“We Are Just Magic”: A Qualitative Examination of Self-Love Among Black Same-Gender Loving Men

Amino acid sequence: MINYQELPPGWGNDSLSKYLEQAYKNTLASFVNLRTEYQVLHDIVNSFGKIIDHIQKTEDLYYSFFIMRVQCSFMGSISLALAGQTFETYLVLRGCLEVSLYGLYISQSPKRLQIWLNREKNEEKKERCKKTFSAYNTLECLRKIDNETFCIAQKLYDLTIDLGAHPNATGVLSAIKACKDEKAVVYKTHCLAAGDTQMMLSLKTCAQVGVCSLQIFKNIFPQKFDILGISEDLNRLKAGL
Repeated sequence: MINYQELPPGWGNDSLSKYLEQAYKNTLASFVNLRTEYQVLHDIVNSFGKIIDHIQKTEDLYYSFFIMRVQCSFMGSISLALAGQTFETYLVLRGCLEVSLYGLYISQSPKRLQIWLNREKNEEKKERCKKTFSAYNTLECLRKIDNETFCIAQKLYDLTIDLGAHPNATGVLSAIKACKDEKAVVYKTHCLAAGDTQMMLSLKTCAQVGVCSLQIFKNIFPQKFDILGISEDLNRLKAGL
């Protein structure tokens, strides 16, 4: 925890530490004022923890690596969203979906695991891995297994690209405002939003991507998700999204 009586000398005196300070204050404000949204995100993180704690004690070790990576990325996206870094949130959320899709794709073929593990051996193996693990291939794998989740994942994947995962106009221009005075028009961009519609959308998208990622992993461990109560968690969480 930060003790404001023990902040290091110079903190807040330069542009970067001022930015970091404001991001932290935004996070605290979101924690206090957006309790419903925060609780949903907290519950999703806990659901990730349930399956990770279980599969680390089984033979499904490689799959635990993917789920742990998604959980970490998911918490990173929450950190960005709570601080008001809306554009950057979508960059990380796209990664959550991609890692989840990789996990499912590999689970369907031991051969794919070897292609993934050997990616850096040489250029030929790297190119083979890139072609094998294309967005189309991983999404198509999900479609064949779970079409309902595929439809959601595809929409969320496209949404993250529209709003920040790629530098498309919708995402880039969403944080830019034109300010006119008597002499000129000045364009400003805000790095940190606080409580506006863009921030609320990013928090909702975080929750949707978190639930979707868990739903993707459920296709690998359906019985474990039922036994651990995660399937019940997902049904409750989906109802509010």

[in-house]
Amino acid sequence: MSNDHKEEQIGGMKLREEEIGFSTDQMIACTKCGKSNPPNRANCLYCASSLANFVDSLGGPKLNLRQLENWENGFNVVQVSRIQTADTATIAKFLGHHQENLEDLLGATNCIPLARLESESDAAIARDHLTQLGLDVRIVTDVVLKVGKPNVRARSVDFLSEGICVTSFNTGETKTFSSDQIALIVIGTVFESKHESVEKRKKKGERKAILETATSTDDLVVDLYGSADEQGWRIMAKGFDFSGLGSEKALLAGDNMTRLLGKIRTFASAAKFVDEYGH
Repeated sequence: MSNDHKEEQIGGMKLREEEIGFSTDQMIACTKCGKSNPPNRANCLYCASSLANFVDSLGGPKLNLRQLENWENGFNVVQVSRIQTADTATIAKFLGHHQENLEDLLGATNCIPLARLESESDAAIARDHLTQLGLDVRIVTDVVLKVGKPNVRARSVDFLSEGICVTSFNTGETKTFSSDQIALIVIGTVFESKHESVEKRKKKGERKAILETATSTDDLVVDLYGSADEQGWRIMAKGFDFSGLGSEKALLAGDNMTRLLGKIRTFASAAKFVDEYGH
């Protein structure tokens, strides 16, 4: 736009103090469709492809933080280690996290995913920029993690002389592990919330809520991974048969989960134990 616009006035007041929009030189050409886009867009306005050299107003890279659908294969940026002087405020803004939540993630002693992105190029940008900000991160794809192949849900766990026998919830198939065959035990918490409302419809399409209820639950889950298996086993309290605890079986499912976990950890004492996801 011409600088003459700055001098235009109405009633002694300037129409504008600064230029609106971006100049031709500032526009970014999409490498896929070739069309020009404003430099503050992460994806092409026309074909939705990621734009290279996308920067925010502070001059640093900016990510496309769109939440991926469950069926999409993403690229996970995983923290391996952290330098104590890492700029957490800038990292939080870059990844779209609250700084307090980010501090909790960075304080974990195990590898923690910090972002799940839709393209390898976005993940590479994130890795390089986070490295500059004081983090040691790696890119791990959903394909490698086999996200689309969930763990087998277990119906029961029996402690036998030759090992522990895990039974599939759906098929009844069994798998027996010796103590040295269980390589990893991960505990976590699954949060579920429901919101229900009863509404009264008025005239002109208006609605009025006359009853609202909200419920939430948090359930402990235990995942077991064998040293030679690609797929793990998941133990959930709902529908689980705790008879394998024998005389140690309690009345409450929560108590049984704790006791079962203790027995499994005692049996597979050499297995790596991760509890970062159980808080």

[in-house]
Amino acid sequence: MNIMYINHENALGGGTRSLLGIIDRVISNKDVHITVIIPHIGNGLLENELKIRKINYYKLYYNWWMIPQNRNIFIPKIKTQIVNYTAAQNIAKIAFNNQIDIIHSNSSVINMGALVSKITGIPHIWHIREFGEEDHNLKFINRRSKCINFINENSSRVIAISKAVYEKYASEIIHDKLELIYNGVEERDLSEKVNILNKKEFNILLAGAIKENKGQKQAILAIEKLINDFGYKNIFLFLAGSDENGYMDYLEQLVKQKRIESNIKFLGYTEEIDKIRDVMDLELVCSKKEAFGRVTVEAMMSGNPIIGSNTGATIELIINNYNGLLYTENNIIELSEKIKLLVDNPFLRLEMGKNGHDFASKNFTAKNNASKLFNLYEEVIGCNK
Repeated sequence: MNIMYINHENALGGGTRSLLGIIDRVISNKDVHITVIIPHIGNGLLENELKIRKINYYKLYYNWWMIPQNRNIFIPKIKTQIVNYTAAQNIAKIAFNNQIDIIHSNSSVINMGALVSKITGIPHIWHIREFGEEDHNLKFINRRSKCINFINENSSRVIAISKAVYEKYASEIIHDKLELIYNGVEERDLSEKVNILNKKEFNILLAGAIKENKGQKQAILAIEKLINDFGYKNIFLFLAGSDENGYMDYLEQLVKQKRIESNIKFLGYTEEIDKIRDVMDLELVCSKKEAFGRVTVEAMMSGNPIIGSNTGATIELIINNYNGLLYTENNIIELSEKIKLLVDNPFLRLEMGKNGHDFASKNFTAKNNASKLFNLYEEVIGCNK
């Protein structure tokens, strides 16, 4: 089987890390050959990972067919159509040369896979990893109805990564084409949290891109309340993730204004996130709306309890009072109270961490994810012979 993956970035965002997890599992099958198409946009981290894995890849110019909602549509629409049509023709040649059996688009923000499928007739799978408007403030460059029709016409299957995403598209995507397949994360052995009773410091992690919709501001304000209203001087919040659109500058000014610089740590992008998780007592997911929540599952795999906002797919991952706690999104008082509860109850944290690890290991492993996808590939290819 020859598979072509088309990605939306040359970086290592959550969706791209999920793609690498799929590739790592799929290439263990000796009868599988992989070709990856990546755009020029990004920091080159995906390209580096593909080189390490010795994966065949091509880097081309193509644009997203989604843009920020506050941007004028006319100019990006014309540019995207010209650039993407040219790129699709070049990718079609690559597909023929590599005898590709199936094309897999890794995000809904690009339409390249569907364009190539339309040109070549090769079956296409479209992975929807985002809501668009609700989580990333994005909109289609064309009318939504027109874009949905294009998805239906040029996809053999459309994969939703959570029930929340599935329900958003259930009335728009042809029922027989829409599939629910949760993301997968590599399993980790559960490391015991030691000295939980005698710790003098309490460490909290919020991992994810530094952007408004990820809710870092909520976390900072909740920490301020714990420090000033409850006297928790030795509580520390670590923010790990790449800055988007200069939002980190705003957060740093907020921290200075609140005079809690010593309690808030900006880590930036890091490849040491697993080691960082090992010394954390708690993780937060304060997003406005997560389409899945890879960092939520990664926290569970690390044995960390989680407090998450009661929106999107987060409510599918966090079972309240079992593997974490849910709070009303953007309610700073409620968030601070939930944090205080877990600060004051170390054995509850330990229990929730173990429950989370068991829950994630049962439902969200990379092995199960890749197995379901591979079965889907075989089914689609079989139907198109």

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Objectives: Black same-gender loving men (BSGLM) represent a population with understudied lived experiences as both racial and sexual minority individuals. Most existing research among BSGLM focuses on sexual health outcomes in the context of minority stress, without consideration of the full experiences of BSGLM or strengths-based approaches. The present study aimed to address this gap in the literature by examining self-love among BSGLM using a phenomenological qualitative approach. Method: Adult BSGLM in the U.S. (n = 19; Mage = 31.79 years [SD = 8.88]) were recruited online and completed interviews via phone and video conferencing. Data were coded independently by two trained coders via an iterative approach that included in vivo coding and line-by-line comparative coding. Codes were grouped thematically, guided by sexual minority identity and positive psychology literature. Results: Three major themes related to self-love among BSGLM emerged: (a) Freedom of identity, meaning participants’ ability to construct an identity outside of societal expectations; (b) Community connection and pride, or participants’ connection to and pride derived from the BSGLM community; and (c) Adversarial growth and resilience, or ways that adversity related to BSGLM identity generated personal growth. Conclusions: Current findings may have clinical implications. Using narrative therapy approach, facilitating connectedness to the BSGLM community, and implementing gratitude interventions in therapeutic settings may enhance self-love and positive self-regard among BSGLM. Future research should continue to give voice to the full lived experience of BSGLM.